Phone: (850) 973-2399
                                                            DACS-01380   Rev. 12-2009

                                                                                                                    Florida Department of Agriculture and Consumer Services
                                                                        Perennial peanut is a
                                                             high-quality, multipurpose forage                               for GOATS
                                                                   with market demand that
                                                                  outstrips supply and offers a

                          for HORSES                               profitable return potential.

◆	 Highly	palatable	forage	
                                                                                                                          ◆	 Greater	feed	consumption	compared	to	alfalfa	
◆	 Amino	acid	composition	similar	to	alfalfa	                                                                             																																									
                                                                                                                          ◆	 Greater	weight	gain	and	feed	efficiency	as	
◆	 Calcium	and	phosphorus	content	similar	to		                                                                            	 	 compared	to	alfalfa	

                                                               	 for BEEF CATTLE
                                                              ◆	 Beef	cattle	which	graze	on	perennial	peanut	are		
                                                              	 similar	in	flavor,	juiciness	and	tenderness	to	cattle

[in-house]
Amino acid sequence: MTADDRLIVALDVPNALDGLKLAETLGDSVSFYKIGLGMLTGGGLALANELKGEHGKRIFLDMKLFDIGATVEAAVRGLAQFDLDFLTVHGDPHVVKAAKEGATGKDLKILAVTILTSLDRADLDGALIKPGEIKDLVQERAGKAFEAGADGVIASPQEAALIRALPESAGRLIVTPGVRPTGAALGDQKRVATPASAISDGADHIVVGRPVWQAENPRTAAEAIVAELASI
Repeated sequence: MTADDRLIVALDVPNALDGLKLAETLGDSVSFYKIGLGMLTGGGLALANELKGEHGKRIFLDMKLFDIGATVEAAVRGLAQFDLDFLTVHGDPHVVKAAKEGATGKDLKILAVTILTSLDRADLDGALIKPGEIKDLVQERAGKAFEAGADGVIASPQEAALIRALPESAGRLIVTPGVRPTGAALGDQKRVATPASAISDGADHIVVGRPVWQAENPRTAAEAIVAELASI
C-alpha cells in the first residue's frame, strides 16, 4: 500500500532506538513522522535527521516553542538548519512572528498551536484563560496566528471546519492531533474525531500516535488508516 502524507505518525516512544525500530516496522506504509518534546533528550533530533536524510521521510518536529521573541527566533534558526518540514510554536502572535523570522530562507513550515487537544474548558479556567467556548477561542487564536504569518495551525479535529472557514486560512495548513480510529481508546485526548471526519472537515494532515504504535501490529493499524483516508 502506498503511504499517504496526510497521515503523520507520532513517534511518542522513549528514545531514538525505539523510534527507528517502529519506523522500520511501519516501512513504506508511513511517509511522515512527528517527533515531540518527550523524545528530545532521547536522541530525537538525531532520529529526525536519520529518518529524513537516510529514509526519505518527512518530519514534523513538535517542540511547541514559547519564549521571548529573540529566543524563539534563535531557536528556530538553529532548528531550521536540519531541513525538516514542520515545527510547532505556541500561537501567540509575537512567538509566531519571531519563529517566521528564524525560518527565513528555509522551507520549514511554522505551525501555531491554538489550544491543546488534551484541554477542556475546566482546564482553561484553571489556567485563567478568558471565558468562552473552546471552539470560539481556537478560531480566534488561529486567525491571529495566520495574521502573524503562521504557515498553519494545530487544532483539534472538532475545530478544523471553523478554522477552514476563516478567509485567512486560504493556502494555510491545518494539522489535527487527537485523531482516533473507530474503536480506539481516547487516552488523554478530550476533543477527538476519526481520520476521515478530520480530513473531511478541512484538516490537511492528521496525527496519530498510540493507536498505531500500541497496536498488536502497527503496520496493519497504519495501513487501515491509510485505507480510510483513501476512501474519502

fed	in	feed	lots.	
                                                              ◆	 As	a	winter	supplement,	perennial	peanut	is	more		

    for DAIRY COWS
                                                              	 economical	than	range	cubes.	
                                                              																																									                          for GESTATING SOWS
                                                              ◆	 Steer	gain	an	average	of	1.7	lbs./head/day	grazing		
                                                              	 on	perennial	peanut	as	compared	to	1.0	lbs./head/	
                                                              	 day	on	bahiagrass.									
                                                                                                                          ◆	 Fed	with	80%	perennial	peanut	meal,	sows	
◆	 Fed	as	hay,	haylage	or	greenchop	                                                                                      	 yielded	equal	numbers	of	pigs	farrowed	alive	
																																									                                                                                 	 and	remained	alive	after	21	days	compared	to	
◆	 Can	be	substituted	for	up	to	70%	of	corn	silage	while		                                                                	 corn-soybean	meal.	
	 maintaining	milk	production	                                                                                            																																									
																																									                                                                                 ◆	 Fed	at	80%,	sows	maintain	acceptable	reproductive		
◆	 More	profitable	than	corn	diets	when	substituted	                                                                      	 performance	over	successive	gestations.
	 for	up	to	50%	of	diet